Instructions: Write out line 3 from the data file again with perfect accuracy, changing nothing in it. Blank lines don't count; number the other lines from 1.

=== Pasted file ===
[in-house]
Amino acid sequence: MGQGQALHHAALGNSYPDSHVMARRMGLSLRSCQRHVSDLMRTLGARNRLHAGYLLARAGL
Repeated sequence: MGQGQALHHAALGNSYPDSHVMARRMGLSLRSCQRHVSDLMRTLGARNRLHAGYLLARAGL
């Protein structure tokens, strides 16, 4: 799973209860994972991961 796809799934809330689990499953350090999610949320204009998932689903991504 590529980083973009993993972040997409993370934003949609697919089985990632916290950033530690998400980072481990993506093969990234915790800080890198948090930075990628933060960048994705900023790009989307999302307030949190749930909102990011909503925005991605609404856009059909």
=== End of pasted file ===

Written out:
Repeated sequence: MGQGQALHHAALGNSYPDSHVMARRMGLSLRSCQRHVSDLMRTLGARNRLHAGYLLARAGL